Nebraska 12 – Addison Erwin Sheldon’s ‘Poor’s Ranch – Niobrara River’

I discovered this today, and it links to my poem and post here Fishing in which I describe a memorable day on [actually above] what I am sure was the Niobrara River.


Sheldon’s poem does evoke the wide open spaces that I recall as a child when traveling to the town of Niobrara, and it documents the loss of an age where there was more freedom and independence, but also a wildness and lawlessness of frontier days. It is a longish poem to read, but it is interesting as a narrative that celebrates and laments:

These star-high canyon walls looks grim
I own,—till one gets wonted,—
The black pines rockin’ on the rim
Like Indian ghosts enchanted :—
And yet there doesn’t grow fer me
On mountain, plain or prairie
No spot so friendly and so free
As Poor’s Ranch, Niobrara.

Lonesome? I reckon not,—y’ see
There aint no lack o’ rustle,—
The talkin’ of the pines to me
Beats all Chicago’s hustle,—
And ridin’ out across the range
From March to Jenooary,—
There’s nothin’ lonesome-like or strange
Along the Niobrara.

Saddle and blanket comrades, they
Hev vanished from the border,—
More on the shoot than on the pray
An’ yit fur law and order :—
The hoss thief trail from Long Pine Glen
They tracked to canyons scary,
Fur Middleton and Kid Wade men
Hid on the Niobrara.

You knew Tim Jones, of Bear Creek Ranch—
What was his queer alias?—
He killed a preacher up the branch
Fer tryin’ to make him pious;—
His Texas wife swooped down on Tim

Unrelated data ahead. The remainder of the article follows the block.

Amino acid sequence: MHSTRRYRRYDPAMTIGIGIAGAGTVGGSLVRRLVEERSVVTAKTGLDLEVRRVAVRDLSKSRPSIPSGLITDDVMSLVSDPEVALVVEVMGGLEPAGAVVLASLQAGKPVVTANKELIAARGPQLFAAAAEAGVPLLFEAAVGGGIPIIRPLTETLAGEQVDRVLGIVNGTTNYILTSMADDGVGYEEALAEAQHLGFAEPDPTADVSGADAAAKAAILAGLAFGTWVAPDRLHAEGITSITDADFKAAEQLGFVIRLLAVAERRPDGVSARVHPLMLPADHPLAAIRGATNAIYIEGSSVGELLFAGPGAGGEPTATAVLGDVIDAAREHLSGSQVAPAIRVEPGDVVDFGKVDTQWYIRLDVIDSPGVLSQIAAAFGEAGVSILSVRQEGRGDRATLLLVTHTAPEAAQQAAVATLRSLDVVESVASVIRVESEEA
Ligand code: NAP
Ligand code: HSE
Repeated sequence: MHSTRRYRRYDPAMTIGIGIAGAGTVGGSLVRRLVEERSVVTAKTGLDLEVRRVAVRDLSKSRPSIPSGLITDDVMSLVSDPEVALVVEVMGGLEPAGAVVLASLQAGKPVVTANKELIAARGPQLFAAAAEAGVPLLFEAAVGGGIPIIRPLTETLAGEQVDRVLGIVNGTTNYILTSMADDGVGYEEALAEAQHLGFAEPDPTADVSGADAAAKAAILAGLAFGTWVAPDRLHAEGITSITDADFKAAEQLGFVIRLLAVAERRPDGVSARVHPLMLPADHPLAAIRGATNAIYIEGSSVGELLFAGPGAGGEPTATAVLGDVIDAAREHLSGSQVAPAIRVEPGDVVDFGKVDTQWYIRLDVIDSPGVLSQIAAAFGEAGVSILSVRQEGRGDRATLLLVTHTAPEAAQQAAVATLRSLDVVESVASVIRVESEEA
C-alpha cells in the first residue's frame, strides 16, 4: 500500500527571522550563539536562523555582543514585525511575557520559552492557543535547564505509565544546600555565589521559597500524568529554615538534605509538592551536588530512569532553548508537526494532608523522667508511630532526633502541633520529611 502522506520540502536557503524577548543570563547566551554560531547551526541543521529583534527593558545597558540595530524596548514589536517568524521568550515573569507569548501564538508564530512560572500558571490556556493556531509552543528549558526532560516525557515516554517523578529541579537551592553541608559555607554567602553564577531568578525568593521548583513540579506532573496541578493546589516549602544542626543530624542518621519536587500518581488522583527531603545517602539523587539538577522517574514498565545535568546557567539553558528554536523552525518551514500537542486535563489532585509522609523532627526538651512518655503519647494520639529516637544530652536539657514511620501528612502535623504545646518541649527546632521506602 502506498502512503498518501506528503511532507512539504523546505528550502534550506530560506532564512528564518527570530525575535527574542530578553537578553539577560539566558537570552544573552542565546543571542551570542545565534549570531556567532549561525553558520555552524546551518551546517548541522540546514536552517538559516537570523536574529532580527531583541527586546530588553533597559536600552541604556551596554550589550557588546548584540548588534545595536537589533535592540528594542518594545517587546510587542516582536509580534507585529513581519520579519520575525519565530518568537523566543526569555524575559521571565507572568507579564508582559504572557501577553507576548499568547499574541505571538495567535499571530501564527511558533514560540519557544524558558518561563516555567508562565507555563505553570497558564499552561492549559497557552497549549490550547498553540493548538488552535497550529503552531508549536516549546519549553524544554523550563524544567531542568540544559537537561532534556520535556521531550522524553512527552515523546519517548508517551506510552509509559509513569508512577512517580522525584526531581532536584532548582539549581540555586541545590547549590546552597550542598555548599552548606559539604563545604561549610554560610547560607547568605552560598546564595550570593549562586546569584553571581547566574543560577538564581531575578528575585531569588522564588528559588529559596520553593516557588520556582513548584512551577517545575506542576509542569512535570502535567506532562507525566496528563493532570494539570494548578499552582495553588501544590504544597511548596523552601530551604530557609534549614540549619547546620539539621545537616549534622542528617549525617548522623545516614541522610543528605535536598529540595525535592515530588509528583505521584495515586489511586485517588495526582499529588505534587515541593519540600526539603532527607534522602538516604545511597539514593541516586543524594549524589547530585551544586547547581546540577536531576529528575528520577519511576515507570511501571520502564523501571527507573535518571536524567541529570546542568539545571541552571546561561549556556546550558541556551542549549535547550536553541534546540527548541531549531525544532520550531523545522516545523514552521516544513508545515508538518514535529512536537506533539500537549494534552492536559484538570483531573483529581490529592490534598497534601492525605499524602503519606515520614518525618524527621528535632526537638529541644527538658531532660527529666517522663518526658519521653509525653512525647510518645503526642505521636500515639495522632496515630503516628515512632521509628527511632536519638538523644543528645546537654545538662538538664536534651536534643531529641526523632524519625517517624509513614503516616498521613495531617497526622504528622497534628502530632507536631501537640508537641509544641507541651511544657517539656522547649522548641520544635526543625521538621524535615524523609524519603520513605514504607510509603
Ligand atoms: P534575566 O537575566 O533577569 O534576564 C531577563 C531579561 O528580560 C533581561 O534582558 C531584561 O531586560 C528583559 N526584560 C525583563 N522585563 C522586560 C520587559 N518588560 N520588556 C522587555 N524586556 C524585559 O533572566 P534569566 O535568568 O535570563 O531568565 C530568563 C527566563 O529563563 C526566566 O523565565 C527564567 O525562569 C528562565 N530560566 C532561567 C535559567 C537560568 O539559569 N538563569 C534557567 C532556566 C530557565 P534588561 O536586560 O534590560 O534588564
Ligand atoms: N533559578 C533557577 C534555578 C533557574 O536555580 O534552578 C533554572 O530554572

livin here with Sarah.—
There wan’t no use o huntin’ him
Next day on Niobrara.

Jim Murray then,—Jim Dahlman now,—
Who shared our bunk an’ bacon,
Has quit a roundin’ up the cow
And gone to pres’dent makin’

It makes the old gang chuckle when
They read of him a tryin’
To rope them Wall Street hulls an’ then
Sail tip the Bay with Bryan.
I wonder ‘f when in politics
He minds that little flurry
We had at old White River Nick’s
Beyond the Niobrara?

John Shore—who used to throw a calf
To beat all human natur’—
Throwed the S-preme Court—an’ don’t laugh—
Down in the Legislatur’;
Poor John! He’s crossed the other side
Snake River sand hills dreary—
One good man more will never ride
Along the Niobrara.

That Gordon outfit Black Hills trail
Goes yonder gully—riggin’——
Black Hills or bust—they’d never fail
To reach the Deadwood diggin’—
But just beyond the Boilin’ Springs—
The old U. S. Calvary
Bonfired their wagons, grub and things
Beside the Niobrara.

Bill Irwin an’ the Stetter Boys,
Who kep’ us all a guessin’
Which one could raise the roughest noise
To earn the outfit’s blessin’,—
Has quit the range an’ settled down
As tame as a canary;—
You’d never b’lieve they’d shoot a town
Along the Niobrara.

What changes come—the Texas Trail—
Abilene!—An’ Ogalalla!—
The dry drives, where the water’d fail,—
The quicksands where ‘twas shallow:
The old North Platte hell-roarin’ high,—
The longhorns’ floatin’ ferry—
And last,—the pines agin the sky
Upon the Niobrara.

The fur-off, early round-up day,
Where all was open ridin’.—
No barb wire fences in the way—
No railroad cut or sidin’—
No land detective’s sneakin’ frills
A spottin’ the unwary—
But jest the cattle an’ the hills
An’ rushin’ Niobrara,

Old days is gone—the place seems dear—
The canyon an’ the river;
Heaven aint no furder off from here,—
An’ I can’t stay forever:
Like mirage lakes of alkali
I’ve seen above the prairie—
I’l look above when I shall die
Fir Poor’s Ranch, Niobrara.

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